In: NACLA Report on the Americas, Vol 50, No 4, 2018, pp. 369-376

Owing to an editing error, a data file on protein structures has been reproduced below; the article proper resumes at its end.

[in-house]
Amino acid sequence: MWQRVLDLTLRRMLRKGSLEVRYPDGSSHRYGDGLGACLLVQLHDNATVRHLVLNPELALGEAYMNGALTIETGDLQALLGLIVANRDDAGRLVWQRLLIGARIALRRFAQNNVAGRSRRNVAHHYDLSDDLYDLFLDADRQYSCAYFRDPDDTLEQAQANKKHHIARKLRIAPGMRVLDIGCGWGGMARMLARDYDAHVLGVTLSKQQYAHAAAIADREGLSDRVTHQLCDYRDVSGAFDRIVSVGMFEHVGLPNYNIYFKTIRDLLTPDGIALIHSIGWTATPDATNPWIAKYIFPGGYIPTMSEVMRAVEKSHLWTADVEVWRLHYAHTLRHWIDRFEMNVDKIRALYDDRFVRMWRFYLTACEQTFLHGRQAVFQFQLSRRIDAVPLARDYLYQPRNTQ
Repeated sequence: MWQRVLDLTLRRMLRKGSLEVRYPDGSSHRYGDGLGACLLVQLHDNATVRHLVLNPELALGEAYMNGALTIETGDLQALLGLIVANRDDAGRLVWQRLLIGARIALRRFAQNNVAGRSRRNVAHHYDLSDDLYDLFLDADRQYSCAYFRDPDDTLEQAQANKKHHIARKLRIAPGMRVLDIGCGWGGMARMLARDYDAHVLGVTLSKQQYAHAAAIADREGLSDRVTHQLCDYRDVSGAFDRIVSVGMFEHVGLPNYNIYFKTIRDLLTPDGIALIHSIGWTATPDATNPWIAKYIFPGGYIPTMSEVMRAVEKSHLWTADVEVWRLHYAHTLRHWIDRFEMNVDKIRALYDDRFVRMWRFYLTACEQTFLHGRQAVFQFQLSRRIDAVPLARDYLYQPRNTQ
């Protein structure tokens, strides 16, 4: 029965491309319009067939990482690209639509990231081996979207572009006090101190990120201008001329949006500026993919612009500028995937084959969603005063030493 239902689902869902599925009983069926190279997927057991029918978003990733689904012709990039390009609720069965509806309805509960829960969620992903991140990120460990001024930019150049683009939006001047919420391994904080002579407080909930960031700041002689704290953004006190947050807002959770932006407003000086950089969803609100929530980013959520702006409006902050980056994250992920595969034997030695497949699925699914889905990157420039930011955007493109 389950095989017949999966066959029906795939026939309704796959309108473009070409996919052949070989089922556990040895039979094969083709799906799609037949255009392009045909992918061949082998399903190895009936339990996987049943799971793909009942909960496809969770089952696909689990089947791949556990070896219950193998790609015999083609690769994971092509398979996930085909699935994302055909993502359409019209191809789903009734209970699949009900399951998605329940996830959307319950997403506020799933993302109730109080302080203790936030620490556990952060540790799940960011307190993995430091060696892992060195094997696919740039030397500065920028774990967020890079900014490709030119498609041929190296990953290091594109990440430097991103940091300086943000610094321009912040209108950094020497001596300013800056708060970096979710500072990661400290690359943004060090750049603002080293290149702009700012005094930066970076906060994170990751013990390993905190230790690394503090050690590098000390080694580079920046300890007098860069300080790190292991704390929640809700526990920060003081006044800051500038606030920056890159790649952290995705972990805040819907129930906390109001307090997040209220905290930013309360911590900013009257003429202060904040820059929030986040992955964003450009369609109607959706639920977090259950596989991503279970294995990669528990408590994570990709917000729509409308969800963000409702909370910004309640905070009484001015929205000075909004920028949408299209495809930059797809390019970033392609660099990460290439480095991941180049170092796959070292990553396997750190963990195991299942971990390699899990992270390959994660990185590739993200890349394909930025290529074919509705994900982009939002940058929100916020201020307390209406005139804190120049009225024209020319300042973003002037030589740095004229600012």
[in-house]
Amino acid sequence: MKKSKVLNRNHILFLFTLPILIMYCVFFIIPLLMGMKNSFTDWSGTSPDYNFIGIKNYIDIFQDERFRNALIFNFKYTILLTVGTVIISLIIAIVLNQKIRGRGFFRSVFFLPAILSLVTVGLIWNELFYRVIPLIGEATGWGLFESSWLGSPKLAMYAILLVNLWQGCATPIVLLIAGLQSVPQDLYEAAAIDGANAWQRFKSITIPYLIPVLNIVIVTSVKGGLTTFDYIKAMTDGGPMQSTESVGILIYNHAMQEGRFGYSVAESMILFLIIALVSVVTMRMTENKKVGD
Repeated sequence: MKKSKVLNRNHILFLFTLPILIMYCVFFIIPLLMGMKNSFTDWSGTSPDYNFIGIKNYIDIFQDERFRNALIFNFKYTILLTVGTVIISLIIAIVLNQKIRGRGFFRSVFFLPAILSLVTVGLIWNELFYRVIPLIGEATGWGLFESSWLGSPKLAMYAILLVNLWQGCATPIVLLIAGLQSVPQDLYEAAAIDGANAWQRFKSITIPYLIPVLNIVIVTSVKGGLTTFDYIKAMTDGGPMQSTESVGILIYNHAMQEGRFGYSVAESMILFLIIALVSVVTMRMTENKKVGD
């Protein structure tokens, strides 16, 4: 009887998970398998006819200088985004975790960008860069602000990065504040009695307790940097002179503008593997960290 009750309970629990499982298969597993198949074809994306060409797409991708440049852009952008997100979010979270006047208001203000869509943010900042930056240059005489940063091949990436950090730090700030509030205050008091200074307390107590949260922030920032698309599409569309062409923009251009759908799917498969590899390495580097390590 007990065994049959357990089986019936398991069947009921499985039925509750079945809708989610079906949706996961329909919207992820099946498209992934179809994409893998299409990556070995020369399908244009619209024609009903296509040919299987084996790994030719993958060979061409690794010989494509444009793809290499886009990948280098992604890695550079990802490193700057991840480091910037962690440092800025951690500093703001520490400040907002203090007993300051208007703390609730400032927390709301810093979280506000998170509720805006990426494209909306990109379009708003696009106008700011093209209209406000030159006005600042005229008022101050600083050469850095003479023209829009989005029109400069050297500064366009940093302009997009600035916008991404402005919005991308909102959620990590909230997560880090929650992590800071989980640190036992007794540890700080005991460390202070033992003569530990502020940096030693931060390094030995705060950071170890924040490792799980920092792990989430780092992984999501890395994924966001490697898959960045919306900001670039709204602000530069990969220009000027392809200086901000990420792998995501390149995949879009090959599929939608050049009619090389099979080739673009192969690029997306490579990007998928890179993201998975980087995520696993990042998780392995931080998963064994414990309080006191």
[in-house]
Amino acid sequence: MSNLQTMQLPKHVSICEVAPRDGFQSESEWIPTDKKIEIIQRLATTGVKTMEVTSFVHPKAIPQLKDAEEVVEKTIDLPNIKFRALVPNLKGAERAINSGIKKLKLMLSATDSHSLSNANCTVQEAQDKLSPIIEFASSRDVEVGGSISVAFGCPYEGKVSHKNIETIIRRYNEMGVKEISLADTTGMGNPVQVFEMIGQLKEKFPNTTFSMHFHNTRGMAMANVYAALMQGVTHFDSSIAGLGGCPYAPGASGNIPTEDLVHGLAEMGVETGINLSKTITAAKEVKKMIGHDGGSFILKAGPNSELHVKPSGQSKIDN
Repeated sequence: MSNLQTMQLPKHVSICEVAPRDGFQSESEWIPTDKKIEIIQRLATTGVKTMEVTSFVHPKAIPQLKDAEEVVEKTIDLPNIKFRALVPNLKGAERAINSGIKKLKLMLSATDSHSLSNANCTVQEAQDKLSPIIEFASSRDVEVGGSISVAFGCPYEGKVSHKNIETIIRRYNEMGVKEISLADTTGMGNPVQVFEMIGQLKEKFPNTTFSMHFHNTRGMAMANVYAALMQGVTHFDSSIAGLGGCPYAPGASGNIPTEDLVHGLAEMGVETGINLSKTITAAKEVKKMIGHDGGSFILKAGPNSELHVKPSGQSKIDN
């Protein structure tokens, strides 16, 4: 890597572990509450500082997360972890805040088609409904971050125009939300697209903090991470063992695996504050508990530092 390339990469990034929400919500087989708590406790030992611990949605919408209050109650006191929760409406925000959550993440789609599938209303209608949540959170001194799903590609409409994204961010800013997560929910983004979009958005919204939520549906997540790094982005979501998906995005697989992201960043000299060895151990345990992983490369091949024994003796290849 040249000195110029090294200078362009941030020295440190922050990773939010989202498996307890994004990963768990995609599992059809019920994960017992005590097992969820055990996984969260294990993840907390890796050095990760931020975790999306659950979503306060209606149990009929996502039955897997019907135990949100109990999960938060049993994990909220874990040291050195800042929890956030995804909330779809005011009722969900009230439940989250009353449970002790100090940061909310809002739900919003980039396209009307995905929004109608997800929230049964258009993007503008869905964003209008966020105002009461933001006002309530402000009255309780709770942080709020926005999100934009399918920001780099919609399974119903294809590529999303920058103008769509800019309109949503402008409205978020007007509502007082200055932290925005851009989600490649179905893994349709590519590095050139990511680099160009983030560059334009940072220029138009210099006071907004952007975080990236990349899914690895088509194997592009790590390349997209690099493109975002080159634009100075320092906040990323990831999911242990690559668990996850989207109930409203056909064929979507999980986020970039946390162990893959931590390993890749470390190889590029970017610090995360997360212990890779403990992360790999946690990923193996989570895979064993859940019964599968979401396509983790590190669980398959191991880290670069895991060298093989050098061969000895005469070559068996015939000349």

This article points out the necessity of resisting anti-Black women policing practices, and argues that resistance must be organised by rethinking how we understand police violence in relation to the passage of time. Smith makes use of the term sequelae, which indicates ‘a condition that is the consequence of a previous disease’, to help shed light on the effects of police brutality on women, and its medium and long-term effects that are often overlooked. The article recalls four known Black women whose murder prompted vast public outcry - Claudia Silva de Ferreira; Marielle Franco; Luana Barbosa; and Aurina Rodrigues Santana – and articulates how sequelae are the combination of both physical and emotional trauma suffered by Black women.
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